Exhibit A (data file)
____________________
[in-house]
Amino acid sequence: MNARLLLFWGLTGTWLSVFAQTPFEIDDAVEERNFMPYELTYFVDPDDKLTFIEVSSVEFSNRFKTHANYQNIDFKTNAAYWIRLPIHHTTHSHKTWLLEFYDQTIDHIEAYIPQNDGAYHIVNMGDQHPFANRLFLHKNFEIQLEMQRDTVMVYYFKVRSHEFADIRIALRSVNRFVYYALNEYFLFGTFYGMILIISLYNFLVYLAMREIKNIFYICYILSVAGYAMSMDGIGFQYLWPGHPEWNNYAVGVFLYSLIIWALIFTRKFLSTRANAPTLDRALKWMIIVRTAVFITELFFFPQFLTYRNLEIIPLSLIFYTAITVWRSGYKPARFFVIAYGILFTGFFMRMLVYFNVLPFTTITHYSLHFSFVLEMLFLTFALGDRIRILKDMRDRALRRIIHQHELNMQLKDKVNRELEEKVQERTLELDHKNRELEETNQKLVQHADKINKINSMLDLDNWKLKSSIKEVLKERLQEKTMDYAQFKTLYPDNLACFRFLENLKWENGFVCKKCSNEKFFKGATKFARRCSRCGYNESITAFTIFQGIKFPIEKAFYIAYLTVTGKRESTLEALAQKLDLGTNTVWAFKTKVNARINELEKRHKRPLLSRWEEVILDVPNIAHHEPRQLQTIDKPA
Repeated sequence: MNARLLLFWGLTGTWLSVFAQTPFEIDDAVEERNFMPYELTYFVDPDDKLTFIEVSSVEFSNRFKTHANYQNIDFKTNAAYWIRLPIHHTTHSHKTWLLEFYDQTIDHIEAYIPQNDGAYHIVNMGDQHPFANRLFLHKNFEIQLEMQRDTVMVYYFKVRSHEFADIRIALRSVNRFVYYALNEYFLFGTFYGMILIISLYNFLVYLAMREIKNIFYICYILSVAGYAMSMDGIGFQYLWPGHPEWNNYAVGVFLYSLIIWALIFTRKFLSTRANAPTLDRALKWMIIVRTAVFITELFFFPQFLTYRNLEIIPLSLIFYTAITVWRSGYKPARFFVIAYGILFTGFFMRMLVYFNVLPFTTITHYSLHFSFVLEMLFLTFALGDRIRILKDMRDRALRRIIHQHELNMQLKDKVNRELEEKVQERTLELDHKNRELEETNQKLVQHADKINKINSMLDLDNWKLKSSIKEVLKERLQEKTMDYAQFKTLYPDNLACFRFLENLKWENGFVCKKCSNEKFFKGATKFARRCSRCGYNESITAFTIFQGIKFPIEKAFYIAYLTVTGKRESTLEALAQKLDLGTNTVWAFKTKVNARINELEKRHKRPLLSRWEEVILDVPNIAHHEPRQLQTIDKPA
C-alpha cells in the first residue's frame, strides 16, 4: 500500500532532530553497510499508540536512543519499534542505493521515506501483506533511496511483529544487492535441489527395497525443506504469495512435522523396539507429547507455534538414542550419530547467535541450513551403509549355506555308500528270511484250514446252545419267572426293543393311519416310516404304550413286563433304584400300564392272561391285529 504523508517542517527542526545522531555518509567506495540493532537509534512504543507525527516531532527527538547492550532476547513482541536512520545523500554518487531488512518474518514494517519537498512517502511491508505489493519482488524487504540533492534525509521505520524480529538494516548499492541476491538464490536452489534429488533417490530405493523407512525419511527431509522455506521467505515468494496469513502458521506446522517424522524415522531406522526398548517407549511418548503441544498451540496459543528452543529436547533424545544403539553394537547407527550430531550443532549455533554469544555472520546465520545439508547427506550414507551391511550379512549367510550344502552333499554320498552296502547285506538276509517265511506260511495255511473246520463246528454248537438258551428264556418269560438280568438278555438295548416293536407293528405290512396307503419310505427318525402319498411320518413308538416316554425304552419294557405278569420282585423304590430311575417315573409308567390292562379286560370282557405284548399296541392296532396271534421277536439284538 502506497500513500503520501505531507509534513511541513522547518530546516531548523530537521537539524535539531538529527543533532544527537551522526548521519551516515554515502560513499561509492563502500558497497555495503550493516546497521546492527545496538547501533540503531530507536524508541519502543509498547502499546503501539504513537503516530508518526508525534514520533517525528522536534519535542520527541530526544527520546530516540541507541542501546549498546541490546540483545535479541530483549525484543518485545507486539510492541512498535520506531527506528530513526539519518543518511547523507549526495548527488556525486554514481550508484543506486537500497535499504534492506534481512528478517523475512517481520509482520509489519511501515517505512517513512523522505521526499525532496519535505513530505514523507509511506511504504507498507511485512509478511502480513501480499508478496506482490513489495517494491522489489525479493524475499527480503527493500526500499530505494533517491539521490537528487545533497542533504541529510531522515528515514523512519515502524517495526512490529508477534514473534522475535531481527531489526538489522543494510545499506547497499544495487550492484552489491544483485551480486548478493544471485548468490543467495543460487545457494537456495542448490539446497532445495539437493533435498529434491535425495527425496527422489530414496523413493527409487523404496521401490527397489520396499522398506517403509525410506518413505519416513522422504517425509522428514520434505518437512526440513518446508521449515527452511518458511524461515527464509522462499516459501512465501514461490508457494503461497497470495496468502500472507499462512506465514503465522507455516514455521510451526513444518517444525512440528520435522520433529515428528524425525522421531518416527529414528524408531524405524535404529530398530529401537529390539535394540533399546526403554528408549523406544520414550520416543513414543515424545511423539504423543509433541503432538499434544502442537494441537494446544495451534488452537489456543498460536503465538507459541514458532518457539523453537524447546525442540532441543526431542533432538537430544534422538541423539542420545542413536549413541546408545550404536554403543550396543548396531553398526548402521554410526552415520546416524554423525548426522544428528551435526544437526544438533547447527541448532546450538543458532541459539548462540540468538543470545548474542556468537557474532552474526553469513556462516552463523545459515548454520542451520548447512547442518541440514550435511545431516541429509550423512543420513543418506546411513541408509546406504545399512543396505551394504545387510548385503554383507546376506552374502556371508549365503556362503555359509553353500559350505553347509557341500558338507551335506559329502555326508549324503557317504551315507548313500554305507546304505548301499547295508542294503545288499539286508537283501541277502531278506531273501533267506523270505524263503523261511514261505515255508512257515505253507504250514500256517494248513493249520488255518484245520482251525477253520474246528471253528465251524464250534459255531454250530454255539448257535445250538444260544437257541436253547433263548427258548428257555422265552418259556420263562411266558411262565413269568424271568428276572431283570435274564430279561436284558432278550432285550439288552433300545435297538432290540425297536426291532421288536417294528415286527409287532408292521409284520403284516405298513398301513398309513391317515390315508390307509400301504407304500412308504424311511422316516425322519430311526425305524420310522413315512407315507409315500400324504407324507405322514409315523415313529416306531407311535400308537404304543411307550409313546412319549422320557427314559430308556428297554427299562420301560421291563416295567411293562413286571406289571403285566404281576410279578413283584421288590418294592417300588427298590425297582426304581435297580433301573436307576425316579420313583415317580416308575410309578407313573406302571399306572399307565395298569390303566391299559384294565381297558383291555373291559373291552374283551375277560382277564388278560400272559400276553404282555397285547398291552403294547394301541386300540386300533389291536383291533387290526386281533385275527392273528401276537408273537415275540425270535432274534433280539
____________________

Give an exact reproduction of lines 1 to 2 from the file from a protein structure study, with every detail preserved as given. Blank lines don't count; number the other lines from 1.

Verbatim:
[in-house]
Amino acid sequence: MNARLLLFWGLTGTWLSVFAQTPFEIDDAVEERNFMPYELTYFVDPDDKLTFIEVSSVEFSNRFKTHANYQNIDFKTNAAYWIRLPIHHTTHSHKTWLLEFYDQTIDHIEAYIPQNDGAYHIVNMGDQHPFANRLFLHKNFEIQLEMQRDTVMVYYFKVRSHEFADIRIALRSVNRFVYYALNEYFLFGTFYGMILIISLYNFLVYLAMREIKNIFYICYILSVAGYAMSMDGIGFQYLWPGHPEWNNYAVGVFLYSLIIWALIFTRKFLSTRANAPTLDRALKWMIIVRTAVFITELFFFPQFLTYRNLEIIPLSLIFYTAITVWRSGYKPARFFVIAYGILFTGFFMRMLVYFNVLPFTTITHYSLHFSFVLEMLFLTFALGDRIRILKDMRDRALRRIIHQHELNMQLKDKVNRELEEKVQERTLELDHKNRELEETNQKLVQHADKINKINSMLDLDNWKLKSSIKEVLKERLQEKTMDYAQFKTLYPDNLACFRFLENLKWENGFVCKKCSNEKFFKGATKFARRCSRCGYNESITAFTIFQGIKFPIEKAFYIAYLTVTGKRESTLEALAQKLDLGTNTVWAFKTKVNARINELEKRHKRPLLSRWEEVILDVPNIAHHEPRQLQTIDKPA